Dairy farmers feeding crude protein levels higher than 17% could be losing milk and wasting money on purchased feed, experts warn.
Feeding excess protein in dairy cow rations would cause cows to mobilise energy to cleanse them of excess nitrogen, rather than using energy for milk production, said Ken March, ruminant adviser for Countrywide.
But substantial cost savings could be made by reducing crude protein levels and instead balancing rations for metabolisable protein relative to yield, to optimise rumen function and improve protein efficiency.
Studies from Pennsylvania University showed milk protein content and yield could be increased by improving the profile of amino acids in metabolisable protein and reducing surplus protein in the diet.
The two main limiting essential amino acids are lysine and methionine, which are readily available in microbial protein, he told farmers at the company’s seminar at Coomb Farm, Llangynog, Carmarthenshire.
“When you improve the supply of starch and rumen degradable protein (RDP) to the cow you will improve the supply of microbial protein, which in turn improves the level of metabolisable protein,” said Mr March.
“The more microbial protein we supply, the better we will be able to match a cow’s nutrient requirements for lysine and methionine. In doing so we will have a positive effect both on milk yield and milk protein percentage.”
|Coomb Farm, Llangynog|
However, he said many dairy farmers believed feeding 16-17% crude protein was not enough and were therefore “nervous” about reducing crude protein levels.
“In this country we feed 18-19% of crude protein in the hope it will supply some of the cow’s nutrient requirements,” he added.
“But we ruin cows by overfeeding protein because we are nervous about lowering it to levels that are better suited to the cow’s requirements. A cow is like a Ferrari, she needs a four-star diet.”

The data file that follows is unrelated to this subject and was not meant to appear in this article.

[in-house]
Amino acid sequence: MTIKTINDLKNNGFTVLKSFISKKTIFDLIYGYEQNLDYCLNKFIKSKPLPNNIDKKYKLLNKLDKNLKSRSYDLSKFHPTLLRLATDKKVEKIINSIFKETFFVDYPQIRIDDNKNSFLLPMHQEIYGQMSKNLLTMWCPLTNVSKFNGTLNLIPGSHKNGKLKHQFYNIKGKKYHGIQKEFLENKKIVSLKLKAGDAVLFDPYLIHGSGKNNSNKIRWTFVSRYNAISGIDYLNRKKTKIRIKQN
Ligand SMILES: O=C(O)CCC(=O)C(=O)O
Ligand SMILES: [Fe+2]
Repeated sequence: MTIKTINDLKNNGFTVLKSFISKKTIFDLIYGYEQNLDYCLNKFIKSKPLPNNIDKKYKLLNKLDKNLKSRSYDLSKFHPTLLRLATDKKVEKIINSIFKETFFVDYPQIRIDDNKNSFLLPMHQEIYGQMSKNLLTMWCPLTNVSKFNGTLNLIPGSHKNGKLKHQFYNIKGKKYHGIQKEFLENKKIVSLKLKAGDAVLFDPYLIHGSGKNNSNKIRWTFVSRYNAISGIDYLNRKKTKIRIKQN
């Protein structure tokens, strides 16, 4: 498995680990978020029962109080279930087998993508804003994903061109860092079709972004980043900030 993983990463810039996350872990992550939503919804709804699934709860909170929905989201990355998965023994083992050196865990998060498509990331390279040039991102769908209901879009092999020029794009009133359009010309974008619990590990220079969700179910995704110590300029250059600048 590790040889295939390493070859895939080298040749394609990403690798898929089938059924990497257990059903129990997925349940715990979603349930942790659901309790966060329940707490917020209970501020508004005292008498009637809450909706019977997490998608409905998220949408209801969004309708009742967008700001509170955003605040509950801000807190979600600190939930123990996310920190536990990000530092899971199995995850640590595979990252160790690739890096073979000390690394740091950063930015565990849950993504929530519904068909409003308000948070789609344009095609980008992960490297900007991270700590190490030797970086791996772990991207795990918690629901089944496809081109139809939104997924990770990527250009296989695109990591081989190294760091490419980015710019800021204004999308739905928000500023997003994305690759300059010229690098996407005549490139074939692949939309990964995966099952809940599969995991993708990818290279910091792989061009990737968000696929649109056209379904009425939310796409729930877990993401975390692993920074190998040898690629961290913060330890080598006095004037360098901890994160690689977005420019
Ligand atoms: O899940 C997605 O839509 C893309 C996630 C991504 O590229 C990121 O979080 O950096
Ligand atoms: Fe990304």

He said feeding protein at lower levels could not only stimulate milk production, but save 0.45kg of protein a head when feeding cows a dry matter of 22.7kg a day.
“Any excess protein the cow has in the diet requires energy to reduce the excess urea.” This equated to about 0.8MJ of energy for every 100g excess rumen nitrogen, he explained.
“If the diet is better balanced, then rather than using energy to cleanse herself of excess nitrogen, the cow can put more energy into milk production and other functions.
“In milk terms, 5.3MJ of energy is required to produce one litre of milk, so 400g of excess urea will cost you just over half a litre of milk.”
He added: “With soya at £400/t, if you can save half a kilo, feed a bit more forage and make more money, it has to make sense, hasn’t it?”
Mr March said reducing crude protein levels worked well with maize silage, because it provided cows with a steady release of starch, enabling them to improve protein use and reduce waste.
“Because it is a slow-release starch you can feed higher levels of maize silage without causing acidosis, and when balanced with a synergistic supply of RDP you will increase rumen efficiency, leading to better animal performance.”
One farmer who has seen the benefits of feeding lower crude protein in his dairy rations is Sion Davies, Coomb Farm, Llangynog.
His 650 Holstein cows are fed 16.6% crude protein in their overall diet, with combined starch and sugars totalling 26%.
On top of strong average daily yields of 37.6 litres a cow a day, Mr Davies also has 10 cows giving in excess of 65 litres daily.
His feeding regime epitomises feeding regimes in Canada and the USA, where Mr Davies has spent much of his working life.
“It works on this farm and it will work on most farms if you actually take the plunge,” added Mr March.
What is an amino acid?
What is rumen-degradable protein?
What is microbial protein?